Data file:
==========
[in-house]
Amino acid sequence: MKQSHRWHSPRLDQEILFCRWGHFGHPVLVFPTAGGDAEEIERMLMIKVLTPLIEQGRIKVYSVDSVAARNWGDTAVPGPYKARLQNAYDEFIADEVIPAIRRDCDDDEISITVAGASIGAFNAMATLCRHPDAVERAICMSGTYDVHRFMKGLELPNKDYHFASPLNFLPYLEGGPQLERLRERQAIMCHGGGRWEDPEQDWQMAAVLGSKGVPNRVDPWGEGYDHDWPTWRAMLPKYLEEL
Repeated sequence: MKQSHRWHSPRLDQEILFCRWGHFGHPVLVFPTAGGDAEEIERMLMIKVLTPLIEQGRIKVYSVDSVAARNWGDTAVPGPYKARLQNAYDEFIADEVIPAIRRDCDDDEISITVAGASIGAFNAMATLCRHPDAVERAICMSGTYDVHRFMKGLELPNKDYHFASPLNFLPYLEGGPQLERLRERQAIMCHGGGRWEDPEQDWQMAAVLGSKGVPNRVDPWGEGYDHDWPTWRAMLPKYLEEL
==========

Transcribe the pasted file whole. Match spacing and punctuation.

[in-house]
Amino acid sequence: MKQSHRWHSPRLDQEILFCRWGHFGHPVLVFPTAGGDAEEIERMLMIKVLTPLIEQGRIKVYSVDSVAARNWGDTAVPGPYKARLQNAYDEFIADEVIPAIRRDCDDDEISITVAGASIGAFNAMATLCRHPDAVERAICMSGTYDVHRFMKGLELPNKDYHFASPLNFLPYLEGGPQLERLRERQAIMCHGGGRWEDPEQDWQMAAVLGSKGVPNRVDPWGEGYDHDWPTWRAMLPKYLEEL
Repeated sequence: MKQSHRWHSPRLDQEILFCRWGHFGHPVLVFPTAGGDAEEIERMLMIKVLTPLIEQGRIKVYSVDSVAARNWGDTAVPGPYKARLQNAYDEFIADEVIPAIRRDCDDDEISITVAGASIGAFNAMATLCRHPDAVERAICMSGTYDVHRFMKGLELPNKDYHFASPLNFLPYLEGGPQLERLRERQAIMCHGGGRWEDPEQDWQMAAVLGSKGVPNRVDPWGEGYDHDWPTWRAMLPKYLEEL